Let’s be honest, most of Rome’s best-known tourist attractions are expensive and crowded. Thankfully, that’s not the case with one very special keyhole on Aventine Hill. Not only is this attraction free, but it also offers travelers killer views of the most famous dome in Christendom: St. Peter’s Basilica in Vatican City. Every year, thousands of savvy tourists flock to this semi-hidden Roman attraction for a perfectly framed view of the dome. Thankfully, though, your average tourist doesn’t know about the Aventine Keyhole and big tour buses ignore it.
Malta, Masons and Marvelous Gardens: History of The Aventine Keyhole
Due to its location on Aventine Hill, this keyhole is often called the Aventine Keyhole (duh). However, the more official name is the Keyhole of the Knights of Malta. That’s right, one of the most famous Christian chivalric orders has owned this building for centuries.
Most historians believe a palace-like structure was built where the keyhole is now located in the 930s for a really rich guy named Alberico II. The Knights of Malta most likely took over ownership of this property in the 1400s. Famed architect Giovanni Battista Piranesi built the Cavalieri di Malta, where the keyhole is now located, in the 1760s. Since the Knights of Malta own this keyhole, you’ll technically be standing on the Republic of Malta’s soil while in Italy! But, sorry, they won’t stamp your passport.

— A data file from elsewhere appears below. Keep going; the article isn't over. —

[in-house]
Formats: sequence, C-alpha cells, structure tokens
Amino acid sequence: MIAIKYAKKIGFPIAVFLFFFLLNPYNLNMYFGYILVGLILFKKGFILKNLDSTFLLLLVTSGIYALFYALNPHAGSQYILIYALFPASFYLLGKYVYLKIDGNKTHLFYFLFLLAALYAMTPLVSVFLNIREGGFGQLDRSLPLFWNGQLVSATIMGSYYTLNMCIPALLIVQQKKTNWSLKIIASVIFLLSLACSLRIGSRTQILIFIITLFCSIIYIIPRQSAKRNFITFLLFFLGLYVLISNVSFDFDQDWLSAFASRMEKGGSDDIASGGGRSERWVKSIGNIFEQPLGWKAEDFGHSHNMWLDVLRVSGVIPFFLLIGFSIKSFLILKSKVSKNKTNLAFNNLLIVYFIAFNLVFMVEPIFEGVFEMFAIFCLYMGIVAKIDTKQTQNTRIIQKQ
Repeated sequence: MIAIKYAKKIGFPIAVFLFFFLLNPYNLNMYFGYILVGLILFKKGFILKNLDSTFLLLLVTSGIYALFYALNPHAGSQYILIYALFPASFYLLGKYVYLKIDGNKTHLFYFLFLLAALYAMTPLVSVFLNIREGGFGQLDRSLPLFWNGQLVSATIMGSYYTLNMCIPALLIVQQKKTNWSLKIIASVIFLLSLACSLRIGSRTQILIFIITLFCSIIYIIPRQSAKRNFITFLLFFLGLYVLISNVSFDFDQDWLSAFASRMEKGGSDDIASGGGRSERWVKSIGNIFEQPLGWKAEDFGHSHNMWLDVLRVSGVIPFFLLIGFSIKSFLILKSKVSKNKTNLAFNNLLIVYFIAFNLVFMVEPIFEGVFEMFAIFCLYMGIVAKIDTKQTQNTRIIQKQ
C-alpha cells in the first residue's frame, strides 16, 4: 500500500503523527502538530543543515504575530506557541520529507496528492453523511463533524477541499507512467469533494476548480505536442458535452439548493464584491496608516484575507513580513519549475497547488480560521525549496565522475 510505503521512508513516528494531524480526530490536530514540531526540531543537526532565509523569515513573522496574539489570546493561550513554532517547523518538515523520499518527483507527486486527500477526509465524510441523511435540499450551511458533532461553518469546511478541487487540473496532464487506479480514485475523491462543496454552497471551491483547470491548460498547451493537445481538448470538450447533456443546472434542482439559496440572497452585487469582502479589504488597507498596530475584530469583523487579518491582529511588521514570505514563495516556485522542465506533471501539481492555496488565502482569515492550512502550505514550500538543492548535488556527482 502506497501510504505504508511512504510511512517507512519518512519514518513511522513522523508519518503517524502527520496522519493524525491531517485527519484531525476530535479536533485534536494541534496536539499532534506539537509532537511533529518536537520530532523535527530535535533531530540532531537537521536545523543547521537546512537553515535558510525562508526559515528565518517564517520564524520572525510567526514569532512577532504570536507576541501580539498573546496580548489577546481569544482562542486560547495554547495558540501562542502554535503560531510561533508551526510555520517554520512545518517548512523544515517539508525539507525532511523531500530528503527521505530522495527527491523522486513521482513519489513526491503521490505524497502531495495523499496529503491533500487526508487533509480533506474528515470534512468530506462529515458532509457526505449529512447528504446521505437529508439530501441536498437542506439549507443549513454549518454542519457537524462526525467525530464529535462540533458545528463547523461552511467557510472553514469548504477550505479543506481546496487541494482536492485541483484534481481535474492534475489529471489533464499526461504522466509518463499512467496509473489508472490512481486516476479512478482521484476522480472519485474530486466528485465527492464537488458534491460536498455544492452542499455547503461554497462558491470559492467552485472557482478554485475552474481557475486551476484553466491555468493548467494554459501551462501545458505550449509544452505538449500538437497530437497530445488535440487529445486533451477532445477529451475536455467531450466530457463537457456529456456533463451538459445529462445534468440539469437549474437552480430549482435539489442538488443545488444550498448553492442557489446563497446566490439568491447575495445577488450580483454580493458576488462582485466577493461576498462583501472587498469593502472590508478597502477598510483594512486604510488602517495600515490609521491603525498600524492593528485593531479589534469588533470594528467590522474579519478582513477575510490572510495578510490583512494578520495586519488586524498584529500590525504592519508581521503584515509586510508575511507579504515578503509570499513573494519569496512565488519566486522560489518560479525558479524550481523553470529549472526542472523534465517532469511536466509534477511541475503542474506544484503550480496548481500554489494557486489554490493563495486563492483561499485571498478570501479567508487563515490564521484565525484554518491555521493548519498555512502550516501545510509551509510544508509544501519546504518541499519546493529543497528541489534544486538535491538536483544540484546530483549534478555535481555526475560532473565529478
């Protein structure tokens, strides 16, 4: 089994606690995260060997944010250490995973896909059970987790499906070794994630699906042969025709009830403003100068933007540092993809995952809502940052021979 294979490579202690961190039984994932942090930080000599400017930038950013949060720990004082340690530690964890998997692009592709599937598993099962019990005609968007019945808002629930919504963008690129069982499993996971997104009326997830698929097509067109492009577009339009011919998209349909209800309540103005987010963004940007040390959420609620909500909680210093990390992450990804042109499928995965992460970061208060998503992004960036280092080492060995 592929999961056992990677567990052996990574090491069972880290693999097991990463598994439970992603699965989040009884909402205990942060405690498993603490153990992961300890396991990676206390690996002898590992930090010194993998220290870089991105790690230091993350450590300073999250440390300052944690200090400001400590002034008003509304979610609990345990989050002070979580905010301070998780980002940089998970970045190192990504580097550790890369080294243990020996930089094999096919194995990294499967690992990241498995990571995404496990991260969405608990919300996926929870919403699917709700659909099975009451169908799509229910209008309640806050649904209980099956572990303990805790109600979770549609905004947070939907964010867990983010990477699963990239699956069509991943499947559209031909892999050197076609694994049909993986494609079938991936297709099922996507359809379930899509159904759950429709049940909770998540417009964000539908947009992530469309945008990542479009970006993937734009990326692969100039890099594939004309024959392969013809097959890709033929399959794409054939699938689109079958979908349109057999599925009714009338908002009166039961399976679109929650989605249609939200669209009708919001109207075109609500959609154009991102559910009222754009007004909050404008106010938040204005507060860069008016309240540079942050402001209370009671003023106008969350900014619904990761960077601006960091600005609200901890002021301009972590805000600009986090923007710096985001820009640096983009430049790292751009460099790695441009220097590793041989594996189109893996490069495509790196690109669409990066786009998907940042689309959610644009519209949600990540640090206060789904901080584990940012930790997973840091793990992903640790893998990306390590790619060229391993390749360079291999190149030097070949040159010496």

Take a moment to admire the maritime-themed architecture and keep your eyes peeled for Masonic symbols. Note, if you want to visit the Cavalieri di Malta’s stunning gardens, you will have to schedule an appointment online and pay a small fee.
Finding the Aventine Keyhole
Located at the intersection of via di S. Sabina and via di Porta Lavernale on Aventine Hill, the keyhole sits within easy walking distance of a couple metro stops and nearby ruins. At only a 10-minute walk, the Circo Massimo is the closest metro stop to the Piazza dei Cavalieri di Malta. The Piramide metro stop is also only about a 15-minute walk. Keep in mind that the Aventine Keyhole is only a 20-minute walk south from the Colosseum, so it’s an easy detour from Rome’s major ruins.
Take Time to Smell The Roses…and Oranges
There’s no need to rush away after you’ve peeped through the Aventine Keyhole. Indeed, there’s a wonderful garden on the same street as the Aventine Keyhole many tourists have no idea exists. The Giardino degli Aranci (English: Orange Garden) is so named for the pungent scent of its many orange trees. Measuring over 7,500 square meters, Giardino degli Aranci offers guests a 360-degree, hilltop view of Rome. By the way, nearby the Giardino degli Aranci is Rome’s Rose Botanical Garden. Be sure to schedule some extra time to explore these two attractions when visiting the Aventine Keyhole.